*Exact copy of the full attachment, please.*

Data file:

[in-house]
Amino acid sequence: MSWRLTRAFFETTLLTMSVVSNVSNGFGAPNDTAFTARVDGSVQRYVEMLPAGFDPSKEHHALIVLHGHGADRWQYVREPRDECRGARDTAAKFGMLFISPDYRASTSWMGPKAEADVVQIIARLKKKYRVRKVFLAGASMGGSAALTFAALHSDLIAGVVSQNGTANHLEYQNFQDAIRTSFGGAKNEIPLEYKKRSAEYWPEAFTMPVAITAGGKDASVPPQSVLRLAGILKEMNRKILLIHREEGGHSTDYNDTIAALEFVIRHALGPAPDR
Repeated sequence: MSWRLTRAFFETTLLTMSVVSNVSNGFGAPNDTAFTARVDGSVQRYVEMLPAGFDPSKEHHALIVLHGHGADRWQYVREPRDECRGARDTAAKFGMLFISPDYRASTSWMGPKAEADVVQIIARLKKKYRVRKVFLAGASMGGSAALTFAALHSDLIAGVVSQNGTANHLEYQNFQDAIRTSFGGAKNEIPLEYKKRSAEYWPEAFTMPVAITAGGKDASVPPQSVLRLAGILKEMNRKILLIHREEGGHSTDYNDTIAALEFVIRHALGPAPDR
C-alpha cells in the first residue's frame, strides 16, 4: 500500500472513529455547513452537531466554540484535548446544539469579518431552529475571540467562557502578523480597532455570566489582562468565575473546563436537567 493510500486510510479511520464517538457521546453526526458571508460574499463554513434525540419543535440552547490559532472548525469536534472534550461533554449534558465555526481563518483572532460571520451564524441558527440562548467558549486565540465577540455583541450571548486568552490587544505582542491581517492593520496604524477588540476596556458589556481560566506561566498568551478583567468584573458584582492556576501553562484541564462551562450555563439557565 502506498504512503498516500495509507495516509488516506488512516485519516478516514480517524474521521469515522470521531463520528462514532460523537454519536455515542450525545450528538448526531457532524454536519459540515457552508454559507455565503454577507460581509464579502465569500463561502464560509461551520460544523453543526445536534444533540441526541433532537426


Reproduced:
[in-house]
Amino acid sequence: MSWRLTRAFFETTLLTMSVVSNVSNGFGAPNDTAFTARVDGSVQRYVEMLPAGFDPSKEHHALIVLHGHGADRWQYVREPRDECRGARDTAAKFGMLFISPDYRASTSWMGPKAEADVVQIIARLKKKYRVRKVFLAGASMGGSAALTFAALHSDLIAGVVSQNGTANHLEYQNFQDAIRTSFGGAKNEIPLEYKKRSAEYWPEAFTMPVAITAGGKDASVPPQSVLRLAGILKEMNRKILLIHREEGGHSTDYNDTIAALEFVIRHALGPAPDR
Repeated sequence: MSWRLTRAFFETTLLTMSVVSNVSNGFGAPNDTAFTARVDGSVQRYVEMLPAGFDPSKEHHALIVLHGHGADRWQYVREPRDECRGARDTAAKFGMLFISPDYRASTSWMGPKAEADVVQIIARLKKKYRVRKVFLAGASMGGSAALTFAALHSDLIAGVVSQNGTANHLEYQNFQDAIRTSFGGAKNEIPLEYKKRSAEYWPEAFTMPVAITAGGKDASVPPQSVLRLAGILKEMNRKILLIHREEGGHSTDYNDTIAALEFVIRHALGPAPDR
C-alpha cells in the first residue's frame, strides 16, 4: 500500500472513529455547513452537531466554540484535548446544539469579518431552529475571540467562557502578523480597532455570566489582562468565575473546563436537567 493510500486510510479511520464517538457521546453526526458571508460574499463554513434525540419543535440552547490559532472548525469536534472534550461533554449534558465555526481563518483572532460571520451564524441558527440562548467558549486565540465577540455583541450571548486568552490587544505582542491581517492593520496604524477588540476596556458589556481560566506561566498568551478583567468584573458584582492556576501553562484541564462551562450555563439557565 502506498504512503498516500495509507495516509488516506488512516485519516478516514480517524474521521469515522470521531463520528462514532460523537454519536455515542450525545450528538448526531457532524454536519459540515457552508454559507455565503454577507460581509464579502465569500463561502464560509461551520460544523453543526445536534444533540441526541433532537426